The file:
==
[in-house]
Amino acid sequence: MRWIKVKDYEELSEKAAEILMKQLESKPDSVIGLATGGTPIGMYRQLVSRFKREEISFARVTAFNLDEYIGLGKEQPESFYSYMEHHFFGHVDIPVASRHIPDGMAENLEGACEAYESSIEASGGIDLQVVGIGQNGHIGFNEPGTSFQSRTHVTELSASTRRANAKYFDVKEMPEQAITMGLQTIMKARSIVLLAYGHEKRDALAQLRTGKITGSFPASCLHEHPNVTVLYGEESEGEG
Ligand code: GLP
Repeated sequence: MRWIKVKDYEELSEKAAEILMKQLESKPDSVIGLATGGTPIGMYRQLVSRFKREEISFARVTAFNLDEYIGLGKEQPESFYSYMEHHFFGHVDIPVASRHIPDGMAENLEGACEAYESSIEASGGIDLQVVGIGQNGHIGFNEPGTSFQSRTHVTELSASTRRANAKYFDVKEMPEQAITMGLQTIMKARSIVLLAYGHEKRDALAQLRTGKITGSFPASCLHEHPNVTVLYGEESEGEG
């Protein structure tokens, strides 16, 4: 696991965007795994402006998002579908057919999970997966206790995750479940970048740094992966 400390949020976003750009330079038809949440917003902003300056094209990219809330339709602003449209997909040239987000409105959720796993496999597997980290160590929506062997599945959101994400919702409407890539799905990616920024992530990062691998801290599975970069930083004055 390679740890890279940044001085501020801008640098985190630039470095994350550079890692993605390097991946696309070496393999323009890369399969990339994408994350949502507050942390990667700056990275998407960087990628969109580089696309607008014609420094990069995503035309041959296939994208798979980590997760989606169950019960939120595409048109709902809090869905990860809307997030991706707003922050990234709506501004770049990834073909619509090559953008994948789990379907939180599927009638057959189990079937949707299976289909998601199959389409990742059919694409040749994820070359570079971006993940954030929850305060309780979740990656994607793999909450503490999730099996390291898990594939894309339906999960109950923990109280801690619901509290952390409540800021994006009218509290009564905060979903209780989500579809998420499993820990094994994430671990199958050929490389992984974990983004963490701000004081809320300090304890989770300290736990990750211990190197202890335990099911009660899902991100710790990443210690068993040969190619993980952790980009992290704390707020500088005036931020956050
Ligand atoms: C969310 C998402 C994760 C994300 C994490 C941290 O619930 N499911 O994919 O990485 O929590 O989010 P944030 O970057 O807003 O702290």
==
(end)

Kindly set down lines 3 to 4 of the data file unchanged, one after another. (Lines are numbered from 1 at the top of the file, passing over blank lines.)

Ligand code: GLP
Repeated sequence: MRWIKVKDYEELSEKAAEILMKQLESKPDSVIGLATGGTPIGMYRQLVSRFKREEISFARVTAFNLDEYIGLGKEQPESFYSYMEHHFFGHVDIPVASRHIPDGMAENLEGACEAYESSIEASGGIDLQVVGIGQNGHIGFNEPGTSFQSRTHVTELSASTRRANAKYFDVKEMPEQAITMGLQTIMKARSIVLLAYGHEKRDALAQLRTGKITGSFPASCLHEHPNVTVLYGEESEGEG